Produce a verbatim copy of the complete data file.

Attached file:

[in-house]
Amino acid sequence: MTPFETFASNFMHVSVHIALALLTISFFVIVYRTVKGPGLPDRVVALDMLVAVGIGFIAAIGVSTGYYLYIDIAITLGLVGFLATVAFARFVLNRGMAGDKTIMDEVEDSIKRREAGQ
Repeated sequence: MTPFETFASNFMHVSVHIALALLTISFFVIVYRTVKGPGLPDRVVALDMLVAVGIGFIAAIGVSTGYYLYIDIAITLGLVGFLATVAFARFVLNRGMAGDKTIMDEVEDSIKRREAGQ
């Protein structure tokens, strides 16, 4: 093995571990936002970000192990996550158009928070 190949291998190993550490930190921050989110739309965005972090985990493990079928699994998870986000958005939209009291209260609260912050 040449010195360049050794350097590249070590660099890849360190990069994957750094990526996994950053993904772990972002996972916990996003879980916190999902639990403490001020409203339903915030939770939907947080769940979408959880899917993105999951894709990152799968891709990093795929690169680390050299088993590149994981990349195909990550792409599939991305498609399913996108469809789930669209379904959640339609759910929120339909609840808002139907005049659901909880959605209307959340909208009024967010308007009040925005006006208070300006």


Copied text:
[in-house]
Amino acid sequence: MTPFETFASNFMHVSVHIALALLTISFFVIVYRTVKGPGLPDRVVALDMLVAVGIGFIAAIGVSTGYYLYIDIAITLGLVGFLATVAFARFVLNRGMAGDKTIMDEVEDSIKRREAGQ
Repeated sequence: MTPFETFASNFMHVSVHIALALLTISFFVIVYRTVKGPGLPDRVVALDMLVAVGIGFIAAIGVSTGYYLYIDIAITLGLVGFLATVAFARFVLNRGMAGDKTIMDEVEDSIKRREAGQ
């Protein structure tokens, strides 16, 4: 093995571990936002970000192990996550158009928070 190949291998190993550490930190921050989110739309965005972090985990493990079928699994998870986000958005939209009291209260609260912050 040449010195360049050794350097590249070590660099890849360190990069994957750094990526996994950053993904772990972002996972916990996003879980916190999902639990403490001020409203339903915030939770939907947080769940979408959880899917993105999951894709990152799968891709990093795929690169680390050299088993590149994981990349195909990550792409599939991305498609399913996108469809789930669209379904959640339609759910929120339909609840808002139907005049659901909880959605209307959340909208009024967010308007009040925005006006208070300006």